The end of March saw two natural gas pipelines authorized to commence service by the Federal Energy Regulatory Commission (FERC), demonstrating that despite the lack of quorum, some projects continue to progress. American Midstream’s Natchez Pipeline Project and Energy Transfer’s Presidio Border Crossing Project, both fully subscribed, are now authorized to begin service. Why begin service at the end of the heating season? And while these projects, uncharacteristically, did not provide estimated in-service dates, many projects, to the surprise of some, are put into service early.
Given the unique characteristics of these two projects, it is not surprising that the in-service dates are in the spring, when heating load is at its lowest, because these projects aren’t designed to serve heating load. Natural gas pipeline projects are generally constructed with the intent to take advantage of the heating season, when demand is greatest. In fact, of the projects filed since 2008 and now in-service, 43% targeted being in-service by October 31 or November 1. The second, third and fourth most commonly targeted in-service dates were September 1, October 1, and December 1, respectively. Commencing service during these months is attractive to the power generators and natural gas distributors that have grown to rely heavily on interstate natural gas pipelines. Are these latest projects at a disadvantage as a result?
Neither American Midstream nor Trans-Pecos Pipeline provided an estimated in-service date for their projects. But perhaps more importantly, unlike most other projects, each of these projects is subject to novel market conditions, when compared to the Northeast takeaway projects. While the Natchez Project involved the replacement of an existing system, the Presidio Border Crossing Project is a pipeline intended to export natural gas to Mexico. Unlike other natural gas pipeline developers, Trans-Pecos and American Midstream have identified a way to grow revenue by serving the growing number of power generators and natural gas distribution companies that rely on natural gas outside of the typical window.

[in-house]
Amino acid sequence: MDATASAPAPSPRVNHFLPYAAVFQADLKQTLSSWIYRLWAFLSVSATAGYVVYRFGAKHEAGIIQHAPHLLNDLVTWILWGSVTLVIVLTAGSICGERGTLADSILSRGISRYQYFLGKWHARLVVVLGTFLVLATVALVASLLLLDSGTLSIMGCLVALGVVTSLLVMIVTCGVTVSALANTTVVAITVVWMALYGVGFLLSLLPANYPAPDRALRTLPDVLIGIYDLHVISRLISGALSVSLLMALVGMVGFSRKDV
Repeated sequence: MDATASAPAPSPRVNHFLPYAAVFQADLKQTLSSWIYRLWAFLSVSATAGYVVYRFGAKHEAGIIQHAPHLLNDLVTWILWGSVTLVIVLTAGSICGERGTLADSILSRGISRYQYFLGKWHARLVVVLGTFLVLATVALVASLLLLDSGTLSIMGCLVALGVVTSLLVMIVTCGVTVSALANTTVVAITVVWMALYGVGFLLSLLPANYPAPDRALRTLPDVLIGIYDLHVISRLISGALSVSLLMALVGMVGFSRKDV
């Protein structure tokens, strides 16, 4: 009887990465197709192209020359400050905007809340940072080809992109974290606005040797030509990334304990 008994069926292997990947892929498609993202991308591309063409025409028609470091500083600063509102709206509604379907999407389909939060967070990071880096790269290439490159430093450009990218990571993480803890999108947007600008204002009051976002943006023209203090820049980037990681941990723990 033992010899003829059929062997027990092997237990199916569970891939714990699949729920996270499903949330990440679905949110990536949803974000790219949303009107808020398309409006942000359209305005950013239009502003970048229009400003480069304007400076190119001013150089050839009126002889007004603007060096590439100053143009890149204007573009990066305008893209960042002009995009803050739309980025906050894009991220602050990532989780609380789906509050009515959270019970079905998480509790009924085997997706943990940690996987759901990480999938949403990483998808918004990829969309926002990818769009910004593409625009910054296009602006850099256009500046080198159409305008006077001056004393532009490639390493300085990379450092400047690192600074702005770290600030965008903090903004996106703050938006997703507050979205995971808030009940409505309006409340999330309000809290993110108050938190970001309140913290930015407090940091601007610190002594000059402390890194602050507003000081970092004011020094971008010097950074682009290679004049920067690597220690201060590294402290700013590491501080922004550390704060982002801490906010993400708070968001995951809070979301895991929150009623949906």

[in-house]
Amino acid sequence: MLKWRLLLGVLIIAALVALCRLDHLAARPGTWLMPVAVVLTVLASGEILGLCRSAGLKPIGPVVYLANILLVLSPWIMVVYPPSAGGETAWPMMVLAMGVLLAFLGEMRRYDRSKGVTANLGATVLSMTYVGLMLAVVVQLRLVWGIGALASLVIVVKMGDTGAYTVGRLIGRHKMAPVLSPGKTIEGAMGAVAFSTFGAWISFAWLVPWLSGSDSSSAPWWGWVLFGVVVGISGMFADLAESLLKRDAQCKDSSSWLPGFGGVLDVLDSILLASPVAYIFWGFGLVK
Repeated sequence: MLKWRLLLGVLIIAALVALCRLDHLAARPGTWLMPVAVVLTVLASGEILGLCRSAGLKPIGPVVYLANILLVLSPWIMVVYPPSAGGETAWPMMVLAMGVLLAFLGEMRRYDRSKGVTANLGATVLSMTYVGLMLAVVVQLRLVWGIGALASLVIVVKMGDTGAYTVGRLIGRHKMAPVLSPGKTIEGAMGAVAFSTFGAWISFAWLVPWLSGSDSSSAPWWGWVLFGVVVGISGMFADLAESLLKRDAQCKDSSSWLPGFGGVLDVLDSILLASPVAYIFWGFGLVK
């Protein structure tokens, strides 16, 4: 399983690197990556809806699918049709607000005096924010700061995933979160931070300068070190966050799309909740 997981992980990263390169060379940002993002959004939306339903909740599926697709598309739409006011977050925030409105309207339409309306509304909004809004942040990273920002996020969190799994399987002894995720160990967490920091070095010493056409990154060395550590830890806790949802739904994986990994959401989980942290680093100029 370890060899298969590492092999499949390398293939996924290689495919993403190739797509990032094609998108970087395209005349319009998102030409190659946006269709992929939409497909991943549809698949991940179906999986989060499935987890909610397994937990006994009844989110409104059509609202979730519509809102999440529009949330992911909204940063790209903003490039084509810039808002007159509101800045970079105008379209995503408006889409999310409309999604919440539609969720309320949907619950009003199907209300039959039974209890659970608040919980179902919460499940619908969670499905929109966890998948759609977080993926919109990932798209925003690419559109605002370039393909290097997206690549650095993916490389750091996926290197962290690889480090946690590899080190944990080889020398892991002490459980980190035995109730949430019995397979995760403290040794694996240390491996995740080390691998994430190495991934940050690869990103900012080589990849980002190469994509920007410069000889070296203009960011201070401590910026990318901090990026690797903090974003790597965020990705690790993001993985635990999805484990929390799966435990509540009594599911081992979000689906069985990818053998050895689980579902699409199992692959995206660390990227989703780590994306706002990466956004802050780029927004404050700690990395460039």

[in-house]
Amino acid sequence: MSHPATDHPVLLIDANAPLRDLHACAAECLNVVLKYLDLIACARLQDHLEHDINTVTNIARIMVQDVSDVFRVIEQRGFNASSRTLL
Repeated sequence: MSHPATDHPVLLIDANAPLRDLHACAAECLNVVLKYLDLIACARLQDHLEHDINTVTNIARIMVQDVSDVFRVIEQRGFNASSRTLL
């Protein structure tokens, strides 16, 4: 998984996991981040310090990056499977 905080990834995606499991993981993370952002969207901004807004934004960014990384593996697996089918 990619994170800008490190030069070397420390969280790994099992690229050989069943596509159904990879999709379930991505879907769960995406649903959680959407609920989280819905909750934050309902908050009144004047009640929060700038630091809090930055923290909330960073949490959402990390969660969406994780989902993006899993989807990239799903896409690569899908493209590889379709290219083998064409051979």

American Midstream’s Natchez customers include natural gas distributors and industrials. The Natchez Pipeline Project open season presented existing customers as well as new customers with three options in an effort to replace the current service it provided on its system, which needed repair. The open season provided “(1) a ‘Replication’ option, which is geared towards being able to reproduce existing services to existing customers; (2) a ‘Natchez Line’ option, which is geared towards optimizing economics by reducing the length of pipe to be reconstructed and doing so in a manner that recognizes current customer‐consumption patterns; and (3) a ‘Natchez‐Plus Line’ option, which would ‘upsize’ the Natchez Line in a manner that would allow for industrial development to grow throughput and ultimately lower rates.”
Natural gas pipeline operators execute precedent agreements with shippers in an effort to ensure that available capacity, and as a result, revenue, is maximized. But in the case where a pipeline is able to begin service earlier than expected, what is to happen to all of that available service? Precedent agreements often also include terms that provide shippers with the right of first refusal in such scenarios. That means that if a pipeline can provide service earlier, it is obligated to initially provide that service as interim firm service to its existing shippers, commonly at “rates not to exceed 100 percent load factor equivalent of the rate.” And shippers, especially producers that may have gas readily available, benefit from the typically lower interim firm service rates. Power generator shippers, on the other hand, likely don’t need to employ service earlier than expected. But with the increasingly complicated regulatory hurdles pipeline developers face is there really much to be said about early in-service dates?
Approximately half of pipeline projects are in-service earlier than initially estimated by the pipeline company of the projects filed since 2008. And as a result, many pipeline companies may be collecting additional revenue. Yet another factor to consider in evaluating the strength of operating assets.